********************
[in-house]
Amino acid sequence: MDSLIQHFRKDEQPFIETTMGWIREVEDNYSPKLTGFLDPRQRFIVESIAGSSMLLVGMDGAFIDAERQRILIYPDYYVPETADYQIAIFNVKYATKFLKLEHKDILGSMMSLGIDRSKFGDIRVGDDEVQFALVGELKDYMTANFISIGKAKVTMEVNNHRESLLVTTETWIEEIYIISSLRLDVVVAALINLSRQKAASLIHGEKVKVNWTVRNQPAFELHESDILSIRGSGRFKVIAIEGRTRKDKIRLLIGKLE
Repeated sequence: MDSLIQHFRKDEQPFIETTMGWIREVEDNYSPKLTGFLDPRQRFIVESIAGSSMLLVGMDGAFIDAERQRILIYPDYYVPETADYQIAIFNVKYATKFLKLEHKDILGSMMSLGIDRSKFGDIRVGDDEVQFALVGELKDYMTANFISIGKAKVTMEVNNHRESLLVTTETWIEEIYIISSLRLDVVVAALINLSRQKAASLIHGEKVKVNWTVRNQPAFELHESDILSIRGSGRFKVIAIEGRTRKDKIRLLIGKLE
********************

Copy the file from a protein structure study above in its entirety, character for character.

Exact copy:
[in-house]
Amino acid sequence: MDSLIQHFRKDEQPFIETTMGWIREVEDNYSPKLTGFLDPRQRFIVESIAGSSMLLVGMDGAFIDAERQRILIYPDYYVPETADYQIAIFNVKYATKFLKLEHKDILGSMMSLGIDRSKFGDIRVGDDEVQFALVGELKDYMTANFISIGKAKVTMEVNNHRESLLVTTETWIEEIYIISSLRLDVVVAALINLSRQKAASLIHGEKVKVNWTVRNQPAFELHESDILSIRGSGRFKVIAIEGRTRKDKIRLLIGKLE
Repeated sequence: MDSLIQHFRKDEQPFIETTMGWIREVEDNYSPKLTGFLDPRQRFIVESIAGSSMLLVGMDGAFIDAERQRILIYPDYYVPETADYQIAIFNVKYATKFLKLEHKDILGSMMSLGIDRSKFGDIRVGDDEVQFALVGELKDYMTANFISIGKAKVTMEVNNHRESLLVTTETWIEEIYIISSLRLDVVVAALINLSRQKAASLIHGEKVKVNWTVRNQPAFELHESDILSIRGSGRFKVIAIEGRTRKDKIRLLIGKLE